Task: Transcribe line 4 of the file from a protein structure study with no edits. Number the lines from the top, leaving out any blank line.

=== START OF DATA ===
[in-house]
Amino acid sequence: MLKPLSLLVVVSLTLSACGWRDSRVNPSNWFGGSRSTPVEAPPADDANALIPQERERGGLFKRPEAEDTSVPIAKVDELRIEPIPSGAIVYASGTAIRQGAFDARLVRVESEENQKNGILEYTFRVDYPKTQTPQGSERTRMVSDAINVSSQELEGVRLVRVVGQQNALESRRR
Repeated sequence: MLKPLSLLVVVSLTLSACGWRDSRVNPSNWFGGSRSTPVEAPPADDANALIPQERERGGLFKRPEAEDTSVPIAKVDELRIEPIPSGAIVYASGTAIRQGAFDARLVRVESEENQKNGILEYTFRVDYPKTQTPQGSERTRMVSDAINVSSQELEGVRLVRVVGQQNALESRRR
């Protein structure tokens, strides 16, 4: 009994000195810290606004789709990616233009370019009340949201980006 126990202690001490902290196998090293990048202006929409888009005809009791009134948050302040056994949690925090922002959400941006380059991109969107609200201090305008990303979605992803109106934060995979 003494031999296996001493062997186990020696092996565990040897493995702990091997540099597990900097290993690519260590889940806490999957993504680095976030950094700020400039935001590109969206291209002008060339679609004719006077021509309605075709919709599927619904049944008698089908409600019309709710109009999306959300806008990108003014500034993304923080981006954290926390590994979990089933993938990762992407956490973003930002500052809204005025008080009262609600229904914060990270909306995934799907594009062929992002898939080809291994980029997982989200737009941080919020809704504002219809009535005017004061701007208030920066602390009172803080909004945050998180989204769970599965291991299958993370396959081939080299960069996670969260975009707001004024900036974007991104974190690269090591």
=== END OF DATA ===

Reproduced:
């Protein structure tokens, strides 16, 4: 009994000195810290606004789709990616233009370019009340949201980006 126990202690001490902290196998090293990048202006929409888009005809009791009134948050302040056994949690925090922002959400941006380059991109969107609200201090305008990303979605992803109106934060995979 003494031999296996001493062997186990020696092996565990040897493995702990091997540099597990900097290993690519260590889940806490999957993504680095976030950094700020400039935001590109969206291209002008060339679609004719006077021509309605075709919709599927619904049944008698089908409600019309709710109009999306959300806008990108003014500034993304923080981006954290926390590994979990089933993938990762992407956490973003930002500052809204005025008080009262609600229904914060990270909306995934799907594009062929992002898939080809291994980029997982989200737009941080919020809704504002219809009535005017004061701007208030920066602390009172803080909004945050998180989204769970599965291991299958993370396959081939080299960069996670969260975009707001004024900036974007991104974190690269090591």